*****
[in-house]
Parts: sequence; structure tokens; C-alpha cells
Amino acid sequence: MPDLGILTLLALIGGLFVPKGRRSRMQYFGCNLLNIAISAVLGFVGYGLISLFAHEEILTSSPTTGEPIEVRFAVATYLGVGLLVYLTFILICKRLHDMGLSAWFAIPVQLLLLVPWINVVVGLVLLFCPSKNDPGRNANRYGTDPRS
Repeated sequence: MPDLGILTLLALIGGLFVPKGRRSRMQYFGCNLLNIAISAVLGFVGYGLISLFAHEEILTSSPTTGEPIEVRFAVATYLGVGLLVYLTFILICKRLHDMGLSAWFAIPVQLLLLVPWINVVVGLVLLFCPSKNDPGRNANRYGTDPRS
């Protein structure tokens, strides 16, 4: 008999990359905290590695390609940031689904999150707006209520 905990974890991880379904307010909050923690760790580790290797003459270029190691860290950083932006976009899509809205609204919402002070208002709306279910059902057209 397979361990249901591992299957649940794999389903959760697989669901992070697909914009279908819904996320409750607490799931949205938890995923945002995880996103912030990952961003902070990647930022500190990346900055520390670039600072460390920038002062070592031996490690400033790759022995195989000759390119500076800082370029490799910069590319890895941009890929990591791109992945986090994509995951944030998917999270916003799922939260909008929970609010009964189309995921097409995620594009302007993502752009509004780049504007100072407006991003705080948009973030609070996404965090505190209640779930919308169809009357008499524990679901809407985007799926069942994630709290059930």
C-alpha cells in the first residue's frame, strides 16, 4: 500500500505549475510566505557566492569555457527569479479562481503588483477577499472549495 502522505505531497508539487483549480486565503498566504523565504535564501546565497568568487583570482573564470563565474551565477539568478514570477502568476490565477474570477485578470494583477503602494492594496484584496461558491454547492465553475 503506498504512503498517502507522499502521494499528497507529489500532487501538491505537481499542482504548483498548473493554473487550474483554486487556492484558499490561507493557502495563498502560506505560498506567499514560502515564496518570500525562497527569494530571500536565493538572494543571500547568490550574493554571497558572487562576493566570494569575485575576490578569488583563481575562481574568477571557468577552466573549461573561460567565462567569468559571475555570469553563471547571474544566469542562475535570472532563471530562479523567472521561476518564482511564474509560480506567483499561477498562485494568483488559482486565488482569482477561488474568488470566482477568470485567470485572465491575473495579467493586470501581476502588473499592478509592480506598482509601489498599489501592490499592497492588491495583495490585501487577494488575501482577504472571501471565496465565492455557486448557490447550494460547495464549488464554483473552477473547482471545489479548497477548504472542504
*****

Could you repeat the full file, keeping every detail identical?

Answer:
[in-house]
Parts: sequence; structure tokens; C-alpha cells
Amino acid sequence: MPDLGILTLLALIGGLFVPKGRRSRMQYFGCNLLNIAISAVLGFVGYGLISLFAHEEILTSSPTTGEPIEVRFAVATYLGVGLLVYLTFILICKRLHDMGLSAWFAIPVQLLLLVPWINVVVGLVLLFCPSKNDPGRNANRYGTDPRS
Repeated sequence: MPDLGILTLLALIGGLFVPKGRRSRMQYFGCNLLNIAISAVLGFVGYGLISLFAHEEILTSSPTTGEPIEVRFAVATYLGVGLLVYLTFILICKRLHDMGLSAWFAIPVQLLLLVPWINVVVGLVLLFCPSKNDPGRNANRYGTDPRS
């Protein structure tokens, strides 16, 4: 008999990359905290590695390609940031689904999150707006209520 905990974890991880379904307010909050923690760790580790290797003459270029190691860290950083932006976009899509809205609204919402002070208002709306279910059902057209 397979361990249901591992299957649940794999389903959760697989669901992070697909914009279908819904996320409750607490799931949205938890995923945002995880996103912030990952961003902070990647930022500190990346900055520390670039600072460390920038002062070592031996490690400033790759022995195989000759390119500076800082370029490799910069590319890895941009890929990591791109992945986090994509995951944030998917999270916003799922939260909008929970609010009964189309995921097409995620594009302007993502752009509004780049504007100072407006991003705080948009973030609070996404965090505190209640779930919308169809009357008499524990679901809407985007799926069942994630709290059930």
C-alpha cells in the first residue's frame, strides 16, 4: 500500500505549475510566505557566492569555457527569479479562481503588483477577499472549495 502522505505531497508539487483549480486565503498566504523565504535564501546565497568568487583570482573564470563565474551565477539568478514570477502568476490565477474570477485578470494583477503602494492594496484584496461558491454547492465553475 503506498504512503498517502507522499502521494499528497507529489500532487501538491505537481499542482504548483498548473493554473487550474483554486487556492484558499490561507493557502495563498502560506505560498506567499514560502515564496518570500525562497527569494530571500536565493538572494543571500547568490550574493554571497558572487562576493566570494569575485575576490578569488583563481575562481574568477571557468577552466573549461573561460567565462567569468559571475555570469553563471547571474544566469542562475535570472532563471530562479523567472521561476518564482511564474509560480506567483499561477498562485494568483488559482486565488482569482477561488474568488470566482477568470485567470485572465491575473495579467493586470501581476502588473499592478509592480506598482509601489498599489501592490499592497492588491495583495490585501487577494488575501482577504472571501471565496465565492455557486448557490447550494460547495464549488464554483473552477473547482471545489479548497477548504472542504